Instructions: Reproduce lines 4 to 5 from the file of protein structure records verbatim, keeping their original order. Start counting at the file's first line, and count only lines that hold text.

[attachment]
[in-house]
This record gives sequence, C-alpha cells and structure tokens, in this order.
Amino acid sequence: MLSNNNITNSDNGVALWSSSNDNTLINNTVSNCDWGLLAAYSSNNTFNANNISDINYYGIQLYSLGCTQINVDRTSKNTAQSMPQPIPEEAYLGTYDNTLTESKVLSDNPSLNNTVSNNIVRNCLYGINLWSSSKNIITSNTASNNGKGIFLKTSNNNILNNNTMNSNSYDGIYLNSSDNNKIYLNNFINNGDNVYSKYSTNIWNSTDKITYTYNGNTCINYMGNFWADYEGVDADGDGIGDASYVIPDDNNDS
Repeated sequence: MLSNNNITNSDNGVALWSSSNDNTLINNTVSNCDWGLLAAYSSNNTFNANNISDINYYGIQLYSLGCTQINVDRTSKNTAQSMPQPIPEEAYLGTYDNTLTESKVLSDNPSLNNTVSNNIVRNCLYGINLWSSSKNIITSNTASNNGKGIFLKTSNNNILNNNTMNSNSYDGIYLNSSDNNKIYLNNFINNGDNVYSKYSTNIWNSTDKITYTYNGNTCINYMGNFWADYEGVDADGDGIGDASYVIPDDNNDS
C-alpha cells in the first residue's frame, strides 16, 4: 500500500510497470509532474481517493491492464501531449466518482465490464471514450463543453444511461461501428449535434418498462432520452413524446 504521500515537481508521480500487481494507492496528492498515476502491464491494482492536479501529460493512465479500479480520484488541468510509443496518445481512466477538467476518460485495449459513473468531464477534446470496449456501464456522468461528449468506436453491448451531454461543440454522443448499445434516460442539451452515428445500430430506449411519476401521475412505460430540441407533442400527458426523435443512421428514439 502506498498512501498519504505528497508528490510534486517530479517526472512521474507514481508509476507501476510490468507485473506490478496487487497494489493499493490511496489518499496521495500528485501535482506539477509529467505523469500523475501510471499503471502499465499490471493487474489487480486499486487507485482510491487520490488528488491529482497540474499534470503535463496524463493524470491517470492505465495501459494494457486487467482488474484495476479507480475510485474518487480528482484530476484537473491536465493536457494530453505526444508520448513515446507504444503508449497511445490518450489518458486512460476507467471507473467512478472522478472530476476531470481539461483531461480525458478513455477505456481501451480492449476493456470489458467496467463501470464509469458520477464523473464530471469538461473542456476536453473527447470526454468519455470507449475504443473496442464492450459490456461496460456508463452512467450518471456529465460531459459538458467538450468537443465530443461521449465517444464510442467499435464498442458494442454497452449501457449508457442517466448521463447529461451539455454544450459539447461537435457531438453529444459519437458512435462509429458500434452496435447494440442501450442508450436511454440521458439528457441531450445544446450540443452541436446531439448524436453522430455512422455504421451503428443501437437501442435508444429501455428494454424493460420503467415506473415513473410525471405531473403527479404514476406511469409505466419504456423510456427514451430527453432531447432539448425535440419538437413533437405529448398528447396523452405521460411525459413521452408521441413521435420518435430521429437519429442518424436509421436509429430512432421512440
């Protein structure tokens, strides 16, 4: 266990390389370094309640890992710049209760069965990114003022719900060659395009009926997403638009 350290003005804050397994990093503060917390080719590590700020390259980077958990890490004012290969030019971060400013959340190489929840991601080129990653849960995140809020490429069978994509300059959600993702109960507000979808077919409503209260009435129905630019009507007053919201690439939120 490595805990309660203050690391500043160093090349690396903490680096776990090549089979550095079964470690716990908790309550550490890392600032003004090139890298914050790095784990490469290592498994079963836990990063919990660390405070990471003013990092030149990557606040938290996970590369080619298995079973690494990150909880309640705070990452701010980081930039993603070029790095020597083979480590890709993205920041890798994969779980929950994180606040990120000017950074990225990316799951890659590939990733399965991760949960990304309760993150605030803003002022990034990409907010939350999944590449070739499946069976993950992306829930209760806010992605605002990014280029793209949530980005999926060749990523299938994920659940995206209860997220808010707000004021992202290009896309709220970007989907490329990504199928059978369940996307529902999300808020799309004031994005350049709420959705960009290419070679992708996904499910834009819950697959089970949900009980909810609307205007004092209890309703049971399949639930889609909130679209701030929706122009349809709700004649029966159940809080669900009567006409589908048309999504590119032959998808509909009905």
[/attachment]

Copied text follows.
Repeated sequence: MLSNNNITNSDNGVALWSSSNDNTLINNTVSNCDWGLLAAYSSNNTFNANNISDINYYGIQLYSLGCTQINVDRTSKNTAQSMPQPIPEEAYLGTYDNTLTESKVLSDNPSLNNTVSNNIVRNCLYGINLWSSSKNIITSNTASNNGKGIFLKTSNNNILNNNTMNSNSYDGIYLNSSDNNKIYLNNFINNGDNVYSKYSTNIWNSTDKITYTYNGNTCINYMGNFWADYEGVDADGDGIGDASYVIPDDNNDS
C-alpha cells in the first residue's frame, strides 16, 4: 500500500510497470509532474481517493491492464501531449466518482465490464471514450463543453444511461461501428449535434418498462432520452413524446 504521500515537481508521480500487481494507492496528492498515476502491464491494482492536479501529460493512465479500479480520484488541468510509443496518445481512466477538467476518460485495449459513473468531464477534446470496449456501464456522468461528449468506436453491448451531454461543440454522443448499445434516460442539451452515428445500430430506449411519476401521475412505460430540441407533442400527458426523435443512421428514439 502506498498512501498519504505528497508528490510534486517530479517526472512521474507514481508509476507501476510490468507485473506490478496487487497494489493499493490511496489518499496521495500528485501535482506539477509529467505523469500523475501510471499503471502499465499490471493487474489487480486499486487507485482510491487520490488528488491529482497540474499534470503535463496524463493524470491517470492505465495501459494494457486487467482488474484495476479507480475510485474518487480528482484530476484537473491536465493536457494530453505526444508520448513515446507504444503508449497511445490518450489518458486512460476507467471507473467512478472522478472530476476531470481539461483531461480525458478513455477505456481501451480492449476493456470489458467496467463501470464509469458520477464523473464530471469538461473542456476536453473527447470526454468519455470507449475504443473496442464492450459490456461496460456508463452512467450518471456529465460531459459538458467538450468537443465530443461521449465517444464510442467499435464498442458494442454497452449501457449508457442517466448521463447529461451539455454544450459539447461537435457531438453529444459519437458512435462509429458500434452496435447494440442501450442508450436511454440521458439528457441531450445544446450540443452541436446531439448524436453522430455512422455504421451503428443501437437501442435508444429501455428494454424493460420503467415506473415513473410525471405531473403527479404514476406511469409505466419504456423510456427514451430527453432531447432539448425535440419538437413533437405529448398528447396523452405521460411525459413521452408521441413521435420518435430521429437519429442518424436509421436509429430512432421512440